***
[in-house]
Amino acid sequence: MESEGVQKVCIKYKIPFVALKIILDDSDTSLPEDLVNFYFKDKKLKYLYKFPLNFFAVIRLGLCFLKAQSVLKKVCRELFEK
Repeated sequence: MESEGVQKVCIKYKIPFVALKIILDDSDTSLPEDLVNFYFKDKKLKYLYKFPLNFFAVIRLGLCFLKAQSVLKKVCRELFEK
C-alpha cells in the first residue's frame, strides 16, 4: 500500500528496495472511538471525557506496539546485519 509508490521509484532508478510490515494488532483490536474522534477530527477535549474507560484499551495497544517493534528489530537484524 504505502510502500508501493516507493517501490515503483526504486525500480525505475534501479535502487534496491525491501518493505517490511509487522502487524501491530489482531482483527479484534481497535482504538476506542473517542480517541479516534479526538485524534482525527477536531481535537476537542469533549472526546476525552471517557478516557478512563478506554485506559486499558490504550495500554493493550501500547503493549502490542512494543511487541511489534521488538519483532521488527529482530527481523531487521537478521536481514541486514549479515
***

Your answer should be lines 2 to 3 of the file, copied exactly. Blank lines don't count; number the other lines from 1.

Amino acid sequence: MESEGVQKVCIKYKIPFVALKIILDDSDTSLPEDLVNFYFKDKKLKYLYKFPLNFFAVIRLGLCFLKAQSVLKKVCRELFEK
Repeated sequence: MESEGVQKVCIKYKIPFVALKIILDDSDTSLPEDLVNFYFKDKKLKYLYKFPLNFFAVIRLGLCFLKAQSVLKKVCRELFEK